Are you looking to help improve the arc of your shot? Shooting with a low set point will result in a flat, line-drive shot. Players must understand how lifting the basketball to their proper set point will dictate their arc
Three Quality Teaching Points that Players Must Answer Yes to:
Trent Scarbrough grew up in Central Florida where he played his high school basketball at First Academy of Leesburg. Trent was known in the area as a long-range shooter making 72 three-pointers during his junior campaign. Trent ended up as one of the top shooters in the state in his division during his senior season, finishing third. Trent made 203 three pointers for his career while shooting at a 45% ratio. He went on to play his college ball at Mount Vernon Nazarene University.
Coach Trent offers quality advice for players at all levels as they enter try-outs. Execute these steps to make a strong impression & maximize every opportunity to move yourself forward. Coach Trent learned many valuable lessons as he navigated his playing career. The following expectations are what he shared with his current clients at Just Hoops:
When the coach is talking, keep eye contact with them the whole time (if kids are talking and messing around when the coach is talking, do not be a part of that group).
If he/she asked for a volunteer to demonstrate a drill, be the 1st to raise your hand.
Ask follow up questions if you are not 100% sure what they are asking you to do
Sprint to every huddle (you should want to be the first one there)
Ask the coach if they need help cleaning up after the tryout
Willingness to make winning plays:
Dive for loose balls
Talk on offense and defense, communicate with your teammates.
Do the little things (Set good screens, stay low on defense, hustle to every spot)
Be a good teammate:
Give high fives, fist bumps, etc. to
Help your teammates off the floor if
they get knocked down
Remember you are trying out for a
team so coaches will be looking for who can work together and be a good
Grandview Heights Head Coach, Ray Corbett, shares insight for players at all levels to best prepare for tryouts. Coaches are looking for players who showcase great attitudes, hustle and an enthusiasm for the game. Players must lock-in mentally to avoid any slippage when it comes to attention to detail. Be confident, give your best effort & be an energy giver.
It rubs off. If you complain about them not being in the starting lineup, they will do the same. Be an attentive listener.
Someone may be bigger, faster, stronger, tougher, or smarter. Know their limitations and encourage them to make the best contribution that they can. Everyone on the team will have a role and encourage them to be the best they can be in that role. Star in your current role while finding ways to improve your weaknesses outside of required activities.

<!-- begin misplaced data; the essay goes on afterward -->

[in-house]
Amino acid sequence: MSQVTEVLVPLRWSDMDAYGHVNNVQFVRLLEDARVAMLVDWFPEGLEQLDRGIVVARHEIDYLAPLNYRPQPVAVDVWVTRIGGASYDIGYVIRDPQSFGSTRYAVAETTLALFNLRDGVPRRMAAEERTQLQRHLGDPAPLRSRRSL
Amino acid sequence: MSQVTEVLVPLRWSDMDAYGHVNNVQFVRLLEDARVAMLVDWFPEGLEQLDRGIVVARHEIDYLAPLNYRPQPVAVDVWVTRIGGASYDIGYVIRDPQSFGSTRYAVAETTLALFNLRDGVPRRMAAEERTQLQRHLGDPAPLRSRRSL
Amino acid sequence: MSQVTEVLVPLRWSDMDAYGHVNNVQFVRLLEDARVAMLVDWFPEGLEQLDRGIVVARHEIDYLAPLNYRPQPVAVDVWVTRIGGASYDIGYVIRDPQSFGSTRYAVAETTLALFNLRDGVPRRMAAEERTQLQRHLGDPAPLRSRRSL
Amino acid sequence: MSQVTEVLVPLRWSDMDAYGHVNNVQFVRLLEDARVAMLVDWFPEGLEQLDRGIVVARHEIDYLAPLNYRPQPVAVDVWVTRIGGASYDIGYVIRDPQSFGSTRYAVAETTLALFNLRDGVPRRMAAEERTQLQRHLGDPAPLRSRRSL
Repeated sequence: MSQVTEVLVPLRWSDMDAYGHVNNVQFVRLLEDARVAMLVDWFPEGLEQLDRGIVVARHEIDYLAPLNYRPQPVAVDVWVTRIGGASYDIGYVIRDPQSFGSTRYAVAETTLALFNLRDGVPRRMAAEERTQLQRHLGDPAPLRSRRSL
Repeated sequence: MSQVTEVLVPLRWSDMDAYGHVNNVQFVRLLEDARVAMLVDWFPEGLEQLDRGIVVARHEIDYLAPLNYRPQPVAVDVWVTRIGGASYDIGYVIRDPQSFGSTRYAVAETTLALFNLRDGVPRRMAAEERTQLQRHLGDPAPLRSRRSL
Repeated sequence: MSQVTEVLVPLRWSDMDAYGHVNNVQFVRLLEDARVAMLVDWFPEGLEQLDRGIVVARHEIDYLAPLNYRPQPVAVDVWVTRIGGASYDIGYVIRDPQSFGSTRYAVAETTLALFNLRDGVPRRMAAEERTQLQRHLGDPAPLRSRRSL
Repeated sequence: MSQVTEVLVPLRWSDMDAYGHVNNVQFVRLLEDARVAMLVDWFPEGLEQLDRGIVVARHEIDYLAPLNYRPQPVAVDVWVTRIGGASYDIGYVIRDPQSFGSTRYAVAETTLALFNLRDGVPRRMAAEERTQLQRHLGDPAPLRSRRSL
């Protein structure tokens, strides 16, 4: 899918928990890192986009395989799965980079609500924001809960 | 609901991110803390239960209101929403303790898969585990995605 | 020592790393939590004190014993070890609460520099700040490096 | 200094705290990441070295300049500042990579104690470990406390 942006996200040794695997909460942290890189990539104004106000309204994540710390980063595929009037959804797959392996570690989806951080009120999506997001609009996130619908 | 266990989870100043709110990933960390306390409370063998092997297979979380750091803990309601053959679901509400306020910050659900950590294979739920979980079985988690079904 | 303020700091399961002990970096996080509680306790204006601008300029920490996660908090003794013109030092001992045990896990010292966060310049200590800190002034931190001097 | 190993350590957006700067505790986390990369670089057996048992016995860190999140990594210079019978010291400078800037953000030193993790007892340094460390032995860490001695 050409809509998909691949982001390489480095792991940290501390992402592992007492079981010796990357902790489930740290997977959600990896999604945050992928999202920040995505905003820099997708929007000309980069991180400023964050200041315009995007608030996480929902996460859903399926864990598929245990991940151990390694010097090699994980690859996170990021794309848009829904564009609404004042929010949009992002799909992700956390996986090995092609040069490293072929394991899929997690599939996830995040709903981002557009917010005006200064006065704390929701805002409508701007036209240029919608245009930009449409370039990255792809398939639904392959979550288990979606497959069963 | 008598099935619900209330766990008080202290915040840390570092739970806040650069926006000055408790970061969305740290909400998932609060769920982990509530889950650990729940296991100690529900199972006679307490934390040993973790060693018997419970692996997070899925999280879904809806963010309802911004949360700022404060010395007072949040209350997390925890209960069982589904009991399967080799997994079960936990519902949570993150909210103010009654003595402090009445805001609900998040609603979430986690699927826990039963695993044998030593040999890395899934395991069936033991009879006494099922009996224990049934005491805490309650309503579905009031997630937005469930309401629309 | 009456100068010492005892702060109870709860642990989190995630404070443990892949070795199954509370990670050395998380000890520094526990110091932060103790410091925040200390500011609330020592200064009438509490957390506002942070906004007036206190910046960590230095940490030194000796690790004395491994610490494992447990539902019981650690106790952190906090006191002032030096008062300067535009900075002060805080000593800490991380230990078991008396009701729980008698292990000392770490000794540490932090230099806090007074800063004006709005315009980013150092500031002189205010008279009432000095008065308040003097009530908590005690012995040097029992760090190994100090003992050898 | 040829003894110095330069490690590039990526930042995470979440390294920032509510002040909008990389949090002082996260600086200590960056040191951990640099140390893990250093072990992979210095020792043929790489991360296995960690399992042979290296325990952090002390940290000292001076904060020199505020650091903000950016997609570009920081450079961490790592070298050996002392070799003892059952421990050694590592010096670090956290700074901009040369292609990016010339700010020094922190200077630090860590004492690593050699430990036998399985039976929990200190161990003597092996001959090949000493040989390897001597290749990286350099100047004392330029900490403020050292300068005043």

Don’t knock the coaching staff
How can you expect your child to play to their fullest if all they hear from you about the coach is negative? The coach represents authority so you will give them the wrong message if you ridicule the coach and his/her teachings. Support the coach’s rules, philosophies, and playbook. Encourage building high quality connections with strong communication channels.
Support the other players
Treat each player as if they were your own. Don’t dislike a player because you don’t like their parents or their role on the team.
Don’t be a know-it-all
Coaches spend many hours with these young people that the parents may never see. Be a good role model and let the coaches’ coach.
Be an active parent
Monitor their academics and insist that they earn good grades. If you put academics first, your child will be more successful.
Have an awareness of your child’s social activities
Monitor their friends, hangouts, relationships, curfew, language, and rules. Talk to them about drugs, alcohol, cyber-bullying, and mental health. If you don’t communicate well in these areas, the wrong people will influence them.
Don’t use the sport for the wrong reasons. Let them play because they love the game.
Don’t baby your child
Sever the umbilical cord. It’s a tough world out there so let them begin to prepare for it. Let the coaches push your child. Let the coaches make them tougher mentally by challenging and holding them accountable.
Don’t live your life through your child
You had a chance to be young. Let them create their own story. Don’t force any sport down their throat.
Practice after practice, day after day, season after season, the Spurs pound the rock. They get 1% better every day. They know that the first one hundred blows may not yield the outcome they hope for, but only through one hundred unsuccessful blows will come the one that cracks the rock, the one breakthrough victory, the next world title.
We live in a world where some people believe that high-level athletic performance is easy and that people are born with talent and greatness. They want immediate mastery. They want all the accolades without most of the sweat. They want to hit the rock on the first blow and have it break. The world is full of people looking for a shortcut to the top. There are none. Are you willing to pound the rock?
Program Organization from Virginia Tech Head Coach, Buzz Williams
Shooting Drills on The Gun from Davidson Head Coach, Bob McKillop
Kobe Bryant visits with Nick Saban during Alabama Training Days
Articles on Arizona State women’s Head Coach, Charli Turner Thorne, who pushes her team to stay positive & How the managing partner of a multi-billion-dollar private equity firm became a college basketball coach in Virginia
A look at Michigan State’s primary fastbreak
Play of the Month: Marquette – Double Blur
Click the link below to read our February Coaches Newsletter.